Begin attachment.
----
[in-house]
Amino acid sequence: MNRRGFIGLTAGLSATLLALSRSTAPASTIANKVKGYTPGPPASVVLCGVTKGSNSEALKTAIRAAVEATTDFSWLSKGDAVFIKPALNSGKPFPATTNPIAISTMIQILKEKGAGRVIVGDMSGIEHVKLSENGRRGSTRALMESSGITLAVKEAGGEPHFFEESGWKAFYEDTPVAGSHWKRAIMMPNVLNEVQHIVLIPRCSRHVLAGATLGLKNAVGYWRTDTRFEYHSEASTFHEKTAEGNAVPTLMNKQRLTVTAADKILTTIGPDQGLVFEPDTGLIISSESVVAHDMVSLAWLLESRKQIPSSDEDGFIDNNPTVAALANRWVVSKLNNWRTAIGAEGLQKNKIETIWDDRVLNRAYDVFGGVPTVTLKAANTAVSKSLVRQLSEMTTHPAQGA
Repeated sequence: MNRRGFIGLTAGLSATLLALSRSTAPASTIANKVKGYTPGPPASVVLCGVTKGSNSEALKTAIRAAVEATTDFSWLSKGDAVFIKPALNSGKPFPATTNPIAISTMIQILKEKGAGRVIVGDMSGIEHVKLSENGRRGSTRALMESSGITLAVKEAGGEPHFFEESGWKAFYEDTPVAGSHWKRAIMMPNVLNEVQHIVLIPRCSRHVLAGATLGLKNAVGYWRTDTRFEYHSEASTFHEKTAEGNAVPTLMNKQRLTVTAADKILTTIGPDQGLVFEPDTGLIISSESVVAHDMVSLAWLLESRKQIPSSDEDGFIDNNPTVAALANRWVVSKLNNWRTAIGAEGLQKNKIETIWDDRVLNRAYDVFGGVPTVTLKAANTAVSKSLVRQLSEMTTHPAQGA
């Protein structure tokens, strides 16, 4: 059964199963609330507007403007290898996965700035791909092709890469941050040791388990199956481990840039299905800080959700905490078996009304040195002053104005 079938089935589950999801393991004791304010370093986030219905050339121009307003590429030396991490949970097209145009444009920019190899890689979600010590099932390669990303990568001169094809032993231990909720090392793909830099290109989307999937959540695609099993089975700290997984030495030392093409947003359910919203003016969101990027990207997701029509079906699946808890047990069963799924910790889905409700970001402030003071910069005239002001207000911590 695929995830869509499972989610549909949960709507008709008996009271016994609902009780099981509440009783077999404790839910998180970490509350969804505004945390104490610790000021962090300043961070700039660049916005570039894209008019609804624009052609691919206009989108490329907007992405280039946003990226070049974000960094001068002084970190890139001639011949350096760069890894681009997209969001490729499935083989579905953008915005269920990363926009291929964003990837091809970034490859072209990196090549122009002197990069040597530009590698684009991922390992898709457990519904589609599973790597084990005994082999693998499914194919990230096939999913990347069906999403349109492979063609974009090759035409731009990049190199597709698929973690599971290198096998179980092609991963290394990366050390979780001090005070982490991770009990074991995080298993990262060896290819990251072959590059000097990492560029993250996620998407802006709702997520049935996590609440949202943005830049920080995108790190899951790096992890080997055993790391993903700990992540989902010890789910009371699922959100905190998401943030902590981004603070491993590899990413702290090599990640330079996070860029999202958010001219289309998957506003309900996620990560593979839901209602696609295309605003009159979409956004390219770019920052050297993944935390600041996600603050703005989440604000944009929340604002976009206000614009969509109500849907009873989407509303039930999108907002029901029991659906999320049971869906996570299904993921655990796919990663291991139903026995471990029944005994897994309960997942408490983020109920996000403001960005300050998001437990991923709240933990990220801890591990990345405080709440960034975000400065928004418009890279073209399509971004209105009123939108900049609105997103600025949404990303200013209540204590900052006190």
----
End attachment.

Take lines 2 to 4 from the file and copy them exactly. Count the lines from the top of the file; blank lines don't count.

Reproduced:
Amino acid sequence: MNRRGFIGLTAGLSATLLALSRSTAPASTIANKVKGYTPGPPASVVLCGVTKGSNSEALKTAIRAAVEATTDFSWLSKGDAVFIKPALNSGKPFPATTNPIAISTMIQILKEKGAGRVIVGDMSGIEHVKLSENGRRGSTRALMESSGITLAVKEAGGEPHFFEESGWKAFYEDTPVAGSHWKRAIMMPNVLNEVQHIVLIPRCSRHVLAGATLGLKNAVGYWRTDTRFEYHSEASTFHEKTAEGNAVPTLMNKQRLTVTAADKILTTIGPDQGLVFEPDTGLIISSESVVAHDMVSLAWLLESRKQIPSSDEDGFIDNNPTVAALANRWVVSKLNNWRTAIGAEGLQKNKIETIWDDRVLNRAYDVFGGVPTVTLKAANTAVSKSLVRQLSEMTTHPAQGA
Repeated sequence: MNRRGFIGLTAGLSATLLALSRSTAPASTIANKVKGYTPGPPASVVLCGVTKGSNSEALKTAIRAAVEATTDFSWLSKGDAVFIKPALNSGKPFPATTNPIAISTMIQILKEKGAGRVIVGDMSGIEHVKLSENGRRGSTRALMESSGITLAVKEAGGEPHFFEESGWKAFYEDTPVAGSHWKRAIMMPNVLNEVQHIVLIPRCSRHVLAGATLGLKNAVGYWRTDTRFEYHSEASTFHEKTAEGNAVPTLMNKQRLTVTAADKILTTIGPDQGLVFEPDTGLIISSESVVAHDMVSLAWLLESRKQIPSSDEDGFIDNNPTVAALANRWVVSKLNNWRTAIGAEGLQKNKIETIWDDRVLNRAYDVFGGVPTVTLKAANTAVSKSLVRQLSEMTTHPAQGA
């Protein structure tokens, strides 16, 4: 059964199963609330507007403007290898996965700035791909092709890469941050040791388990199956481990840039299905800080959700905490078996009304040195002053104005 079938089935589950999801393991004791304010370093986030219905050339121009307003590429030396991490949970097209145009444009920019190899890689979600010590099932390669990303990568001169094809032993231990909720090392793909830099290109989307999937959540695609099993089975700290997984030495030392093409947003359910919203003016969101990027990207997701029509079906699946808890047990069963799924910790889905409700970001402030003071910069005239002001207000911590 695929995830869509499972989610549909949960709507008709008996009271016994609902009780099981509440009783077999404790839910998180970490509350969804505004945390104490610790000021962090300043961070700039660049916005570039894209008019609804624009052609691919206009989108490329907007992405280039946003990226070049974000960094001068002084970190890139001639011949350096760069890894681009997209969001490729499935083989579905953008915005269920990363926009291929964003990837091809970034490859072209990196090549122009002197990069040597530009590698684009991922390992898709457990519904589609599973790597084990005994082999693998499914194919990230096939999913990347069906999403349109492979063609974009090759035409731009990049190199597709698929973690599971290198096998179980092609991963290394990366050390979780001090005070982490991770009990074991995080298993990262060896290819990251072959590059000097990492560029993250996620998407802006709702997520049935996590609440949202943005830049920080995108790190899951790096992890080997055993790391993903700990992540989902010890789910009371699922959100905190998401943030902590981004603070491993590899990413702290090599990640330079996070860029999202958010001219289309998957506003309900996620990560593979839901209602696609295309605003009159979409956004390219770019920052050297993944935390600041996600603050703005989440604000944009929340604002976009206000614009969509109500849907009873989407509303039930999108907002029901029991659906999320049971869906996570299904993921655990796919990663291991139903026995471990029944005994897994309960997942408490983020109920996000403001960005300050998001437990991923709240933990990220801890591990990345405080709440960034975000400065928004418009890279073209399509971004209105009123939108900049609105997103600025949404990303200013209540204590900052006190």